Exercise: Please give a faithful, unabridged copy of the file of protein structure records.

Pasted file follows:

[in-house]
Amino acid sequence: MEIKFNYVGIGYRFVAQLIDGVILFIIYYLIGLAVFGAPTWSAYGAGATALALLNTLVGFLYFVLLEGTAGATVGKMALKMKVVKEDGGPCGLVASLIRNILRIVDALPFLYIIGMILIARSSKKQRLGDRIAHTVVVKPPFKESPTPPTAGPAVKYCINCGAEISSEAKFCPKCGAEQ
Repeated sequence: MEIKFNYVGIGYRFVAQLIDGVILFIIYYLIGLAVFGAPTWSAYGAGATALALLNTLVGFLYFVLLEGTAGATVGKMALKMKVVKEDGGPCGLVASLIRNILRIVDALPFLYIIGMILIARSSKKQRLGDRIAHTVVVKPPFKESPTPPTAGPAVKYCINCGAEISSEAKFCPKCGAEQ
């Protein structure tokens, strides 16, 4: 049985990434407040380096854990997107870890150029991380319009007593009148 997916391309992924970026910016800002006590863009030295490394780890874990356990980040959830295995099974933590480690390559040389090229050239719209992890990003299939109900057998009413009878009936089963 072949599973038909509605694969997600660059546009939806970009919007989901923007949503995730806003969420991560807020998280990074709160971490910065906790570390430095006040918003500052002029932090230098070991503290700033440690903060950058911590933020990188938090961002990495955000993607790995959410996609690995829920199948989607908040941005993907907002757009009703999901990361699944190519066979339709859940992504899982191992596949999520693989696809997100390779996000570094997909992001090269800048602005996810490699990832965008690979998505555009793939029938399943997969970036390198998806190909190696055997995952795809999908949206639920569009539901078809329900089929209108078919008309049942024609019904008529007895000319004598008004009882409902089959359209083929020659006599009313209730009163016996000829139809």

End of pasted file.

[in-house]
Amino acid sequence: MEIKFNYVGIGYRFVAQLIDGVILFIIYYLIGLAVFGAPTWSAYGAGATALALLNTLVGFLYFVLLEGTAGATVGKMALKMKVVKEDGGPCGLVASLIRNILRIVDALPFLYIIGMILIARSSKKQRLGDRIAHTVVVKPPFKESPTPPTAGPAVKYCINCGAEISSEAKFCPKCGAEQ
Repeated sequence: MEIKFNYVGIGYRFVAQLIDGVILFIIYYLIGLAVFGAPTWSAYGAGATALALLNTLVGFLYFVLLEGTAGATVGKMALKMKVVKEDGGPCGLVASLIRNILRIVDALPFLYIIGMILIARSSKKQRLGDRIAHTVVVKPPFKESPTPPTAGPAVKYCINCGAEISSEAKFCPKCGAEQ
């Protein structure tokens, strides 16, 4: 049985990434407040380096854990997107870890150029991380319009007593009148 997916391309992924970026910016800002006590863009030295490394780890874990356990980040959830295995099974933590480690390559040389090229050239719209992890990003299939109900057998009413009878009936089963 072949599973038909509605694969997600660059546009939806970009919007989901923007949503995730806003969420991560807020998280990074709160971490910065906790570390430095006040918003500052002029932090230098070991503290700033440690903060950058911590933020990188938090961002990495955000993607790995959410996609690995829920199948989607908040941005993907907002757009009703999901990361699944190519066979339709859940992504899982191992596949999520693989696809997100390779996000570094997909992001090269800048602005996810490699990832965008690979998505555009793939029938399943997969970036390198998806190909190696055997995952795809999908949206639920569009539901078809329900089929209108078919008309049942024609019904008529007895000319004598008004009882409902089959359209083929020659006599009313209730009163016996000829139809």